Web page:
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Vanderbilt Business Student-Team Wins Second Place at the SEC MBA Case Competition

Apr 25, 2022
A team of 4 Vanderbilt MBAs earns $6,000

By Lacie Blankenship

A team of 4 Vanderbilt Business students – Ricky LaChance (MBA’22), Jacob Price (MBA’22), Jackson Wetherington (MBA’22), and Angela Williams (MBA’22) – secured second place in the recent SEC MBA Case Competition.

Hosted by the University of Kentucky in early April, the 2022 SEC MBA Case Competition marked the first in-person version of the event in 3 years, exclusive to SEC business schools. The 2022 competition featured a case provided by Valvoline, Inc

“The SEC MBA Case Competition was a tremendous opportunity for our team to compete for Vanderbilt Business,” says LaChance. “We’re grateful to Valvoline for sponsoring the competition and giving us the opportunity to work on their brand.”

L to R: Jacob Price, Angela Williams, Jackson Wetherington, Ricky LaChance

The competition kicked off on Thursday, April 7, when student teams were organized into divisions. On Friday morning, Sam Mitchell, CEO of Valvoline, greeted the teams before Leslie Noel, Director of Consumer Services at Valvoline, presented the case. The teams had nearly 24 hours to curate their recommendations and presentations.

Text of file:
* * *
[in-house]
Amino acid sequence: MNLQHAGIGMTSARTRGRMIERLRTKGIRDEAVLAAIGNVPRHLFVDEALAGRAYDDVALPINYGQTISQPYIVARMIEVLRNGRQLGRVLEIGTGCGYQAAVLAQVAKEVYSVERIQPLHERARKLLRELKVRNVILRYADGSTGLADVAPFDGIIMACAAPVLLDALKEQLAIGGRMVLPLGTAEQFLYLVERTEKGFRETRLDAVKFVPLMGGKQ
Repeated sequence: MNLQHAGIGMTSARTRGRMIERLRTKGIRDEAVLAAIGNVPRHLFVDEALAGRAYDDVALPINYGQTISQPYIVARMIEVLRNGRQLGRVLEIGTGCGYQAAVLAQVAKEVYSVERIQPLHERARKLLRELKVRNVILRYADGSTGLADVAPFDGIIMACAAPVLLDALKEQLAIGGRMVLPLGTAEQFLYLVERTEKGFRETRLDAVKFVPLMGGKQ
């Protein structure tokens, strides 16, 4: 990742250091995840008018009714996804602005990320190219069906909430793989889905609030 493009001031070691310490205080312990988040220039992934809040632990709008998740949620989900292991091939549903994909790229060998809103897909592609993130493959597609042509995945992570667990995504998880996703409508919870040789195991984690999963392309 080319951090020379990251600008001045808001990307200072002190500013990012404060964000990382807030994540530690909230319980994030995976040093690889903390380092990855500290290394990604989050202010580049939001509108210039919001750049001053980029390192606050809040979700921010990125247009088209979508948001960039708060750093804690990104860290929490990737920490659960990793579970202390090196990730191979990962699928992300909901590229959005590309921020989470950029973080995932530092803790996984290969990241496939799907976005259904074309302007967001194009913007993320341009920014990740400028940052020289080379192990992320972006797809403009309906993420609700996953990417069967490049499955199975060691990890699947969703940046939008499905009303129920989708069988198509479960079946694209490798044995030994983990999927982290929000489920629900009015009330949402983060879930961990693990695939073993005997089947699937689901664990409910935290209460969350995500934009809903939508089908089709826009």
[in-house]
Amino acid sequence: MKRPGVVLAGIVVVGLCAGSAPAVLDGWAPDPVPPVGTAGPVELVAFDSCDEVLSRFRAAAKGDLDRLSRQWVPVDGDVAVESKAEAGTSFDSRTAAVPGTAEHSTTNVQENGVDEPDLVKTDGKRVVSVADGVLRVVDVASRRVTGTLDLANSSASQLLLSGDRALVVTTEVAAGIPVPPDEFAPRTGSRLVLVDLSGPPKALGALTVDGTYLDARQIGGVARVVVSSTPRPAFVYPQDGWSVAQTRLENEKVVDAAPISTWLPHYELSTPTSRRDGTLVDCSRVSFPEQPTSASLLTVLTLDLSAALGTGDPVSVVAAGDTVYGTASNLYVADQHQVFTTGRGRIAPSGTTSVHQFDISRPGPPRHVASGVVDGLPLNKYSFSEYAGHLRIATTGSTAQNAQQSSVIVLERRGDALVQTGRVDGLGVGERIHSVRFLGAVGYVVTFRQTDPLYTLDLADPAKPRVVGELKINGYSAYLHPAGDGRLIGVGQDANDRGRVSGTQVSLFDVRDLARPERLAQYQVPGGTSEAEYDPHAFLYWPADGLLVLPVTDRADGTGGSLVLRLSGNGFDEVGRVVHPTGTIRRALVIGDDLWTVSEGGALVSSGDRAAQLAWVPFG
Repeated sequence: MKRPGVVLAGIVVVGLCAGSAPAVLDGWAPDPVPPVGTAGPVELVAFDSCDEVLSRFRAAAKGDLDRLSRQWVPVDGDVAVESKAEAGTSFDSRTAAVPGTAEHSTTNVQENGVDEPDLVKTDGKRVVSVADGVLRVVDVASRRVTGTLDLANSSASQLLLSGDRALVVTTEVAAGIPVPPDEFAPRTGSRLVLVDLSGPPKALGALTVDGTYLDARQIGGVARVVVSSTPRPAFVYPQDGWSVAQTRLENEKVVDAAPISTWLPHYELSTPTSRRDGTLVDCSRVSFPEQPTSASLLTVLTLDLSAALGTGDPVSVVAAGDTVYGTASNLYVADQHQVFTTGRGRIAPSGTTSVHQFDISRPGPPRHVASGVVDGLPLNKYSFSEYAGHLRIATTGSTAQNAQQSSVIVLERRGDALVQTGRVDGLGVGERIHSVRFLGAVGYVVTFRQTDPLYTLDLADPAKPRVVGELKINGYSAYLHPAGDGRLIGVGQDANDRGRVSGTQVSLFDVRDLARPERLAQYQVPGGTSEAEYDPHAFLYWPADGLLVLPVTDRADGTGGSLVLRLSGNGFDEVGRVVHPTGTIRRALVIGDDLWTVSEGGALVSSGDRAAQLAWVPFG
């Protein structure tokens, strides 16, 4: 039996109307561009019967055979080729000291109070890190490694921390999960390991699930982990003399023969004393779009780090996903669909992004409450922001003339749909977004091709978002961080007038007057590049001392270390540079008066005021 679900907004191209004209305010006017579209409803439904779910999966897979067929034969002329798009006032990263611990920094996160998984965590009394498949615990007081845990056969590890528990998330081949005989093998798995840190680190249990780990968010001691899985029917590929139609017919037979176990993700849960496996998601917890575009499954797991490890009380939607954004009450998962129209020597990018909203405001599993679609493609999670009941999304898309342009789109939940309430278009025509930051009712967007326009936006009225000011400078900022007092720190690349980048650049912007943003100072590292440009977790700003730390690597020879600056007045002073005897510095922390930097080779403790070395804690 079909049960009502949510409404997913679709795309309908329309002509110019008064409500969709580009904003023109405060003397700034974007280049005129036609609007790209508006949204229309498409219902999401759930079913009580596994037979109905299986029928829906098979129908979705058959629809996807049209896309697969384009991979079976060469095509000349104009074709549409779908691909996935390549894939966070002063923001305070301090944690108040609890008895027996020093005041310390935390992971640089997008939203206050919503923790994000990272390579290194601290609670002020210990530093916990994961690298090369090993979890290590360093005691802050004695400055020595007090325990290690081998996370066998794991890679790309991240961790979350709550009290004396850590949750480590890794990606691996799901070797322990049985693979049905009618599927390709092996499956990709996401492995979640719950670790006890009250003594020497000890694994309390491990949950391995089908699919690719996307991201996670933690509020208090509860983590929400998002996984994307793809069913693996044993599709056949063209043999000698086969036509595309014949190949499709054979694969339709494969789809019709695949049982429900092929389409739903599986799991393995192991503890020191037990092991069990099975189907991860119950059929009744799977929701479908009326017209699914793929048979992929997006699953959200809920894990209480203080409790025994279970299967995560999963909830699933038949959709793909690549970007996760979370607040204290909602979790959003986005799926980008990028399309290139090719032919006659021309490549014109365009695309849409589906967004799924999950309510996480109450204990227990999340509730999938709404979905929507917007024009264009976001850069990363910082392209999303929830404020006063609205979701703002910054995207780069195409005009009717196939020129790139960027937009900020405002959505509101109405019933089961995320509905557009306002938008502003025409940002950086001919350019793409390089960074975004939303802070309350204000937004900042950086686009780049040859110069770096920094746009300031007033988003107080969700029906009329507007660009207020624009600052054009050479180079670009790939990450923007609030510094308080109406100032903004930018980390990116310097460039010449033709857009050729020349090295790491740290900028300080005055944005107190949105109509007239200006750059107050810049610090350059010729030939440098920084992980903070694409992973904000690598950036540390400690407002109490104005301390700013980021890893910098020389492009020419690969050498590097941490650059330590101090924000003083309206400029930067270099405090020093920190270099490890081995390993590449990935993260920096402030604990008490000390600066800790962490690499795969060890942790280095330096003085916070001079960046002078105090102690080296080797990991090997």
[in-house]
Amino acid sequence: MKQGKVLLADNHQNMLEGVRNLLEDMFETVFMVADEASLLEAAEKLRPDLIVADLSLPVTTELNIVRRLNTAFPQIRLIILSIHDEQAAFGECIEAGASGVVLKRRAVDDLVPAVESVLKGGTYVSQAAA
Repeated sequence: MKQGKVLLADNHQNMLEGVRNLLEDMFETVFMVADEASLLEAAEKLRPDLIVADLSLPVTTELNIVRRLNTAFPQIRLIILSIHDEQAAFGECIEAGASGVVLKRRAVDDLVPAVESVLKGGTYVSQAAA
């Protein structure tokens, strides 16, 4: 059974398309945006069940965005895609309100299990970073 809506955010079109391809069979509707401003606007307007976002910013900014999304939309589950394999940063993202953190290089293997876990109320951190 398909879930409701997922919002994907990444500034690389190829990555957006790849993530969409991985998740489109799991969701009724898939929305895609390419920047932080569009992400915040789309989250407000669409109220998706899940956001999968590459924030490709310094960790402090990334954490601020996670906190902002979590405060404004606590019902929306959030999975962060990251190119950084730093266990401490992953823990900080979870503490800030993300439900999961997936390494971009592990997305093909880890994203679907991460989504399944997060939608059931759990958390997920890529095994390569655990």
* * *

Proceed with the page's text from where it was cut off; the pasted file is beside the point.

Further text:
The teams were challenged to address how the automotive industry will shift from internal combustion engines to electric vehicles and subsequently lower preventive maintenance costs. The students presented their ideas for Valvoline to grow in a shrinking market through either more competitive offerings or new service offerings, all while accounting for future factors like autonomous vehicles.  

“[The case] was extremely challenging due to the high level of uncertainty in the industry, and it was eye-opening to see how companies like Valvoline will have to pivot to cater to these changes,” says Wetherington.

“Tackling the issue of the future of automotive was very intricate and ambiguous,” says Wetherington. “There are so many ways the industry can turn in the coming decades, and we appreciate Valvoline presenting us with such a challenging topic.”

“We made sure that each of our recommendations was rooted in strategy and could be practically executed,” says LaChance. “Staying true to Valvoline’s brand values and focusing on the customer experience was paramount in our ideations.”

The judges consisted of Valvoline executives for both the preliminary and final rounds. Overall, Vanderbilt Business finished second and took home $6,000 for the participants to split amongst themselves. 

“We appreciate Valvoline sending top-level executives to judge the competition, as it made us feel as if everyone’s suggestions were being taken seriously,” says Wetherington. 

The Vanderbilt Business team was advised by Sarah Rigsby, Assistant Director of Student Affairs. Once the case was presented on Friday morning, team advisors could not communicate with their students but they were able to observe the presentations and provide support after the conclusion of the competition.

“We could not have placed second without the guidance of Professor Brian McCann and our adviser, Sarah Rigsby,” says LaChance. “Special shout out to UK for hosting and to our team student ambassador, Jake Breunig.”

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